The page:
A world out of tune. De-tuning notes has been central to house and techno since the early days in Chicago. 17:50 is where this bitter-sweet feeling turns systematic: the whole Western harmonic standard is thrown overboard and replaced by pitch systems of beautifully alien yet incredibly catchy melodies, bass lines and chords. It is probably the first new melodic concept to enter house music since the days of acid.
In a field of music whose innovations seemed to have come to an end, pitch bending opens up radically fresh possibilities. Tones never stand still but are bent and re-tuned for maximum expression. 17:50 moves through real-world micro-tonal systems without ever sampling any ethnic sources.
The tunings in 17:50 have been tried and tested for centuries from Sofia to Bandung and thats why they rock a party even with the "silliest" hooks (something academic Western avant-garde tunings never did). As an approach to sampling, the albums innovation lies in extracting just one single parameter: pitch information. No fat, just bones. This method of dance floor abstraction appealed pretty much to Stefans mixed Bulgarian and German identity, having grown up on tones that sound a little whack for Western ears.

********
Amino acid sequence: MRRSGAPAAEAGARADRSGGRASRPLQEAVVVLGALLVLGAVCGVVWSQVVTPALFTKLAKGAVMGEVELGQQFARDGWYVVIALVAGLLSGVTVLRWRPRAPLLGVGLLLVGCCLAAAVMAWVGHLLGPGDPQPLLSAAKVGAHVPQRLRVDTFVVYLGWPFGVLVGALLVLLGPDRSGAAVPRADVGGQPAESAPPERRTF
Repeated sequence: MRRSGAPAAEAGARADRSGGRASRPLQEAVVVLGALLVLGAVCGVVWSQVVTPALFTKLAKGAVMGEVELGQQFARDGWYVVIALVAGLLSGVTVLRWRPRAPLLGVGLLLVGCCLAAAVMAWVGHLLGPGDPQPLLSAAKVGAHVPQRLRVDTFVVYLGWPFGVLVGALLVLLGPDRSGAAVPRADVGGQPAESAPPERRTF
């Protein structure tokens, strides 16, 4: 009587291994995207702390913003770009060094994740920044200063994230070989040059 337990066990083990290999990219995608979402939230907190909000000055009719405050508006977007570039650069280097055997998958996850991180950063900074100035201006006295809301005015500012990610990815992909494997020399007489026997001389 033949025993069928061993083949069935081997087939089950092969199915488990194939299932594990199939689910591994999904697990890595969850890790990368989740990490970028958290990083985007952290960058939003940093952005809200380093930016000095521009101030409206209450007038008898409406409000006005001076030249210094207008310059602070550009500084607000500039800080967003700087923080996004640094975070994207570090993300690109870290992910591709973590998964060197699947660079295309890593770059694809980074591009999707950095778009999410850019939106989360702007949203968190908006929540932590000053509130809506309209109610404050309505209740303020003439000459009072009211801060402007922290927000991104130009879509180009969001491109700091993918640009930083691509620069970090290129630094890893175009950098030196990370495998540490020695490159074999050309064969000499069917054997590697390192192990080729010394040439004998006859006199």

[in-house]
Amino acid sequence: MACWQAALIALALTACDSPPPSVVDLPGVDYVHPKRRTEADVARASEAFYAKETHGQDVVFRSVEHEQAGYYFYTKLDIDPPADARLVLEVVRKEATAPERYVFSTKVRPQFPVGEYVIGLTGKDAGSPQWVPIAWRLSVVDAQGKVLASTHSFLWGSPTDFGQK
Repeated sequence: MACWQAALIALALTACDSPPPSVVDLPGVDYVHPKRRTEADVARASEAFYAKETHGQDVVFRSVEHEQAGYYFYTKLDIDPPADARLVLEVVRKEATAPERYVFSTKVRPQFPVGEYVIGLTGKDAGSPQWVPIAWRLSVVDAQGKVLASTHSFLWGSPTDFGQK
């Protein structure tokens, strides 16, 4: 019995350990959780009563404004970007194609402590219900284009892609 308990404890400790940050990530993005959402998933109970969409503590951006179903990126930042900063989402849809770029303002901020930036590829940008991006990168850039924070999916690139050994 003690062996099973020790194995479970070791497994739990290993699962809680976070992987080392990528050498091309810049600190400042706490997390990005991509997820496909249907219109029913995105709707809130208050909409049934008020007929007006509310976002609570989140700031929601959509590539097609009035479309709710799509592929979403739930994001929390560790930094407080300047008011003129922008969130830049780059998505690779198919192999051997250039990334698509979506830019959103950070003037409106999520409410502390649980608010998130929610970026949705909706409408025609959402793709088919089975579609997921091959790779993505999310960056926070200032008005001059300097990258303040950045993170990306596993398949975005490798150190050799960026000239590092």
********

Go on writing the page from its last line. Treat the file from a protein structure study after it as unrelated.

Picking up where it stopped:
All sound design has been built independently from scratch with warm synths, analog drum machines and loads of dirty distortion. 17:50 is as much about pitch going crazy as about celebrating a rough, vivid hardware sound. Bend the pitch and the mind will follow.